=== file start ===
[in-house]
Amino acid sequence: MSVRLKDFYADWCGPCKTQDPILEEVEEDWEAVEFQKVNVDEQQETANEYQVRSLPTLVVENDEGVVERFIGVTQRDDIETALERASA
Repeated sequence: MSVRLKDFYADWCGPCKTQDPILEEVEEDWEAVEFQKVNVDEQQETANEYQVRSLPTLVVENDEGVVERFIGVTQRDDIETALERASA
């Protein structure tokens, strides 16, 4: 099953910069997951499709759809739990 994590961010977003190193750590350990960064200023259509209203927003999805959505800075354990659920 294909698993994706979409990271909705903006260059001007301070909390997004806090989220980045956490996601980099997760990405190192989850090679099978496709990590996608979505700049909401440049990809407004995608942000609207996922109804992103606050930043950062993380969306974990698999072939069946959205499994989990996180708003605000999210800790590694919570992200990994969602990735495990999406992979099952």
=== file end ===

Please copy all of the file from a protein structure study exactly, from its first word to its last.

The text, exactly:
[in-house]
Amino acid sequence: MSVRLKDFYADWCGPCKTQDPILEEVEEDWEAVEFQKVNVDEQQETANEYQVRSLPTLVVENDEGVVERFIGVTQRDDIETALERASA
Repeated sequence: MSVRLKDFYADWCGPCKTQDPILEEVEEDWEAVEFQKVNVDEQQETANEYQVRSLPTLVVENDEGVVERFIGVTQRDDIETALERASA
């Protein structure tokens, strides 16, 4: 099953910069997951499709759809739990 994590961010977003190193750590350990960064200023259509209203927003999805959505800075354990659920 294909698993994706979409990271909705903006260059001007301070909390997004806090989220980045956490996601980099997760990405190192989850090679099978496709990590996608979505700049909401440049990809407004995608942000609207996922109804992103606050930043950062993380969306974990698999072939069946959205499994989990996180708003605000999210800790590694919570992200990994969602990735495990999406992979099952």